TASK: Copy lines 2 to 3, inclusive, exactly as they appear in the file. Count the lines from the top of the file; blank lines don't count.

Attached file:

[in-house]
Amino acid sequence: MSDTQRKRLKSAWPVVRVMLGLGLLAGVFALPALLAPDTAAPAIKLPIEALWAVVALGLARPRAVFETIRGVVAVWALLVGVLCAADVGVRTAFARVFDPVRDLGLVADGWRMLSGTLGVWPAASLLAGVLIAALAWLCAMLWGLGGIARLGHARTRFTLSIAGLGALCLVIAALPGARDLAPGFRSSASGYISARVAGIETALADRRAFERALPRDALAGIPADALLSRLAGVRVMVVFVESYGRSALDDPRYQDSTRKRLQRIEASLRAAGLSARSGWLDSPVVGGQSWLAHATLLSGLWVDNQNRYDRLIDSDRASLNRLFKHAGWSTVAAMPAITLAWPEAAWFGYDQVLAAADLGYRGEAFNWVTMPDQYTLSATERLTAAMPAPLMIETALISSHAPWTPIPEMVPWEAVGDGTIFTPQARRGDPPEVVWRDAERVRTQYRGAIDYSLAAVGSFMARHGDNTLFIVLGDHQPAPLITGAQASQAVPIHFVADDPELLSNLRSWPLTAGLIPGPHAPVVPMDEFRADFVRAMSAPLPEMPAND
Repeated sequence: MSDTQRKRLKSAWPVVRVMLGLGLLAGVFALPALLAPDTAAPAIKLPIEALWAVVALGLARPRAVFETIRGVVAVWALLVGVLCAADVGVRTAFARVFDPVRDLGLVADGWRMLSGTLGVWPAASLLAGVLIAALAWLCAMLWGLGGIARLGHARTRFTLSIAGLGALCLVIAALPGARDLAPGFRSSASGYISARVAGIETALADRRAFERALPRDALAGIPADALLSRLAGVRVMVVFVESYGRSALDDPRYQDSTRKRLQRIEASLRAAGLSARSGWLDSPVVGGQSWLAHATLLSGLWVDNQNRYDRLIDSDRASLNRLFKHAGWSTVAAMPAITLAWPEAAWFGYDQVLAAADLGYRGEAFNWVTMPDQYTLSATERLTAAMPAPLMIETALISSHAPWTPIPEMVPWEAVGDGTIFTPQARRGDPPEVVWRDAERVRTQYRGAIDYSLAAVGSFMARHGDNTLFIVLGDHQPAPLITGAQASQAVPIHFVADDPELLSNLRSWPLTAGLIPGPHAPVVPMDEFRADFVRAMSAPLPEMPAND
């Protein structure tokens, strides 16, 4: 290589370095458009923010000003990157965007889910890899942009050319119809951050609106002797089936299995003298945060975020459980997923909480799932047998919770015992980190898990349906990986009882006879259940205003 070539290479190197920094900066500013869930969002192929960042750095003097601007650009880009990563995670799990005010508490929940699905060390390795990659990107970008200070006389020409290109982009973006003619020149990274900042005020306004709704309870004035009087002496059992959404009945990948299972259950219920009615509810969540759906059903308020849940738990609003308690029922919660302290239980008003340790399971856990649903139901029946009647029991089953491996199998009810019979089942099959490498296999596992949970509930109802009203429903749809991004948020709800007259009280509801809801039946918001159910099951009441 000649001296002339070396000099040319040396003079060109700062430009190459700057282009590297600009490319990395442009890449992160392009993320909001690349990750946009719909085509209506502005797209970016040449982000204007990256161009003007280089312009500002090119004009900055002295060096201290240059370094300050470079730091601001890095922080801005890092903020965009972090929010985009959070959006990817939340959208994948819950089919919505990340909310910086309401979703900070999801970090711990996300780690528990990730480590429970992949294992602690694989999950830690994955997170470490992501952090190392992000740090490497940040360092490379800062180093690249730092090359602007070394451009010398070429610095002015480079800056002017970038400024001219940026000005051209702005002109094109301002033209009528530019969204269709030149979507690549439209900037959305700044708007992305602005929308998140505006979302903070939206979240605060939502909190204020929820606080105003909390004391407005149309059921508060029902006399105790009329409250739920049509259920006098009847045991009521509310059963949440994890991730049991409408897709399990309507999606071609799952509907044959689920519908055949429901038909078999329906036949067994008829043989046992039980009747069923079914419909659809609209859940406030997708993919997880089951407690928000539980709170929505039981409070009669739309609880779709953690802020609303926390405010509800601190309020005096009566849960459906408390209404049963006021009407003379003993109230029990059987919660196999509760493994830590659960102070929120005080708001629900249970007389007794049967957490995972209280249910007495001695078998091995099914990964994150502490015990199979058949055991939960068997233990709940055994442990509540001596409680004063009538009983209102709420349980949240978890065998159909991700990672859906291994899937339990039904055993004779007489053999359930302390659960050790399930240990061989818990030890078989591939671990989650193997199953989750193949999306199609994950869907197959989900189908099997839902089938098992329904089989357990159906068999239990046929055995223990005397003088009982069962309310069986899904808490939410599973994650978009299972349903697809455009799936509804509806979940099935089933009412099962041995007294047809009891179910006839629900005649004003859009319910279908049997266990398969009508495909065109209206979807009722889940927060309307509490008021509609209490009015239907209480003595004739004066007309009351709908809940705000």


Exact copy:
Amino acid sequence: MSDTQRKRLKSAWPVVRVMLGLGLLAGVFALPALLAPDTAAPAIKLPIEALWAVVALGLARPRAVFETIRGVVAVWALLVGVLCAADVGVRTAFARVFDPVRDLGLVADGWRMLSGTLGVWPAASLLAGVLIAALAWLCAMLWGLGGIARLGHARTRFTLSIAGLGALCLVIAALPGARDLAPGFRSSASGYISARVAGIETALADRRAFERALPRDALAGIPADALLSRLAGVRVMVVFVESYGRSALDDPRYQDSTRKRLQRIEASLRAAGLSARSGWLDSPVVGGQSWLAHATLLSGLWVDNQNRYDRLIDSDRASLNRLFKHAGWSTVAAMPAITLAWPEAAWFGYDQVLAAADLGYRGEAFNWVTMPDQYTLSATERLTAAMPAPLMIETALISSHAPWTPIPEMVPWEAVGDGTIFTPQARRGDPPEVVWRDAERVRTQYRGAIDYSLAAVGSFMARHGDNTLFIVLGDHQPAPLITGAQASQAVPIHFVADDPELLSNLRSWPLTAGLIPGPHAPVVPMDEFRADFVRAMSAPLPEMPAND
Repeated sequence: MSDTQRKRLKSAWPVVRVMLGLGLLAGVFALPALLAPDTAAPAIKLPIEALWAVVALGLARPRAVFETIRGVVAVWALLVGVLCAADVGVRTAFARVFDPVRDLGLVADGWRMLSGTLGVWPAASLLAGVLIAALAWLCAMLWGLGGIARLGHARTRFTLSIAGLGALCLVIAALPGARDLAPGFRSSASGYISARVAGIETALADRRAFERALPRDALAGIPADALLSRLAGVRVMVVFVESYGRSALDDPRYQDSTRKRLQRIEASLRAAGLSARSGWLDSPVVGGQSWLAHATLLSGLWVDNQNRYDRLIDSDRASLNRLFKHAGWSTVAAMPAITLAWPEAAWFGYDQVLAAADLGYRGEAFNWVTMPDQYTLSATERLTAAMPAPLMIETALISSHAPWTPIPEMVPWEAVGDGTIFTPQARRGDPPEVVWRDAERVRTQYRGAIDYSLAAVGSFMARHGDNTLFIVLGDHQPAPLITGAQASQAVPIHFVADDPELLSNLRSWPLTAGLIPGPHAPVVPMDEFRADFVRAMSAPLPEMPAND